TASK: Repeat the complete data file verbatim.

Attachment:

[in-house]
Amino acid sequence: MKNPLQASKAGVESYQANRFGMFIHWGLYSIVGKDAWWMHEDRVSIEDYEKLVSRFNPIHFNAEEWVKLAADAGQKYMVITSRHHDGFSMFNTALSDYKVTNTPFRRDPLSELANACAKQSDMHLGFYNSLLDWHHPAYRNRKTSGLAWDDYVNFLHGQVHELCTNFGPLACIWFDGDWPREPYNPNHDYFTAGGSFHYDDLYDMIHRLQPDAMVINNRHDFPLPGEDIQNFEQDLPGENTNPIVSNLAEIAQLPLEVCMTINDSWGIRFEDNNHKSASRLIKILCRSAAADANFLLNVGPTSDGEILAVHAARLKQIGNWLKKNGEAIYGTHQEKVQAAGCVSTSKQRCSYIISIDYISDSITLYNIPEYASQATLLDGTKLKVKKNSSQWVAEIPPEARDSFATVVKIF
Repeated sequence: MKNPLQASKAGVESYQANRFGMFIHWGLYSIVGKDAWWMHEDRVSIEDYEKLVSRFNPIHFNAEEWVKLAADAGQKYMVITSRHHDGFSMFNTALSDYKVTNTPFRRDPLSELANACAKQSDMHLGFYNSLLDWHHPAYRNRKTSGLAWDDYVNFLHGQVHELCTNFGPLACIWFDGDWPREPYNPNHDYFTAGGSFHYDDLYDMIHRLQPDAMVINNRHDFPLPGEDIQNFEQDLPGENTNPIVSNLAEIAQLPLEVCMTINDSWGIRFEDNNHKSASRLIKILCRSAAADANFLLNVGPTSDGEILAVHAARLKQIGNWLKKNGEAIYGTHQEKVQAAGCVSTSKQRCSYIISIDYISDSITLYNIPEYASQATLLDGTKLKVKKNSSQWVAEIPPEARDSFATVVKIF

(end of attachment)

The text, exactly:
[in-house]
Amino acid sequence: MKNPLQASKAGVESYQANRFGMFIHWGLYSIVGKDAWWMHEDRVSIEDYEKLVSRFNPIHFNAEEWVKLAADAGQKYMVITSRHHDGFSMFNTALSDYKVTNTPFRRDPLSELANACAKQSDMHLGFYNSLLDWHHPAYRNRKTSGLAWDDYVNFLHGQVHELCTNFGPLACIWFDGDWPREPYNPNHDYFTAGGSFHYDDLYDMIHRLQPDAMVINNRHDFPLPGEDIQNFEQDLPGENTNPIVSNLAEIAQLPLEVCMTINDSWGIRFEDNNHKSASRLIKILCRSAAADANFLLNVGPTSDGEILAVHAARLKQIGNWLKKNGEAIYGTHQEKVQAAGCVSTSKQRCSYIISIDYISDSITLYNIPEYASQATLLDGTKLKVKKNSSQWVAEIPPEARDSFATVVKIF
Repeated sequence: MKNPLQASKAGVESYQANRFGMFIHWGLYSIVGKDAWWMHEDRVSIEDYEKLVSRFNPIHFNAEEWVKLAADAGQKYMVITSRHHDGFSMFNTALSDYKVTNTPFRRDPLSELANACAKQSDMHLGFYNSLLDWHHPAYRNRKTSGLAWDDYVNFLHGQVHELCTNFGPLACIWFDGDWPREPYNPNHDYFTAGGSFHYDDLYDMIHRLQPDAMVINNRHDFPLPGEDIQNFEQDLPGENTNPIVSNLAEIAQLPLEVCMTINDSWGIRFEDNNHKSASRLIKILCRSAAADANFLLNVGPTSDGEILAVHAARLKQIGNWLKKNGEAIYGTHQEKVQAAGCVSTSKQRCSYIISIDYISDSITLYNIPEYASQATLLDGTKLKVKKNSSQWVAEIPPEARDSFATVVKIF